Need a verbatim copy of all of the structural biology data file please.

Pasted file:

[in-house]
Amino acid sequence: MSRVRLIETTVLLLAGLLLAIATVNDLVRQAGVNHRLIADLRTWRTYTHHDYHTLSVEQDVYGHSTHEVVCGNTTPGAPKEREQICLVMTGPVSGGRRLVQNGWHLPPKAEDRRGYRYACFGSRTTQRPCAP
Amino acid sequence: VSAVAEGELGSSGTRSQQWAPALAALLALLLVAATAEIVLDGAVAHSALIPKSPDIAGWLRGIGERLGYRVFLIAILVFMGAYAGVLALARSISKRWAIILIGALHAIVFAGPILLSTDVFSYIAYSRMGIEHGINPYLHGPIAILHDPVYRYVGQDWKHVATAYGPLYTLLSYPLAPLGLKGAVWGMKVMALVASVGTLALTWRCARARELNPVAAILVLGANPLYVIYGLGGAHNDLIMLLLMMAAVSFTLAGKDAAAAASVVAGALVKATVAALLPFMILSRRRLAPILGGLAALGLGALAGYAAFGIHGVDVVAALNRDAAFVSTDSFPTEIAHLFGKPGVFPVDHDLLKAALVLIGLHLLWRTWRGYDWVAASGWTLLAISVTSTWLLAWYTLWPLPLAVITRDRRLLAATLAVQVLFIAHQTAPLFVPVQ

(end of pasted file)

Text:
[in-house]
Amino acid sequence: MSRVRLIETTVLLLAGLLLAIATVNDLVRQAGVNHRLIADLRTWRTYTHHDYHTLSVEQDVYGHSTHEVVCGNTTPGAPKEREQICLVMTGPVSGGRRLVQNGWHLPPKAEDRRGYRYACFGSRTTQRPCAP
Amino acid sequence: VSAVAEGELGSSGTRSQQWAPALAALLALLLVAATAEIVLDGAVAHSALIPKSPDIAGWLRGIGERLGYRVFLIAILVFMGAYAGVLALARSISKRWAIILIGALHAIVFAGPILLSTDVFSYIAYSRMGIEHGINPYLHGPIAILHDPVYRYVGQDWKHVATAYGPLYTLLSYPLAPLGLKGAVWGMKVMALVASVGTLALTWRCARARELNPVAAILVLGANPLYVIYGLGGAHNDLIMLLLMMAAVSFTLAGKDAAAAASVVAGALVKATVAALLPFMILSRRRLAPILGGLAALGLGALAGYAAFGIHGVDVVAALNRDAAFVSTDSFPTEIAHLFGKPGVFPVDHDLLKAALVLIGLHLLWRTWRGYDWVAASGWTLLAISVTSTWLLAWYTLWPLPLAVITRDRRLLAATLAVQVLFIAHQTAPLFVPVQ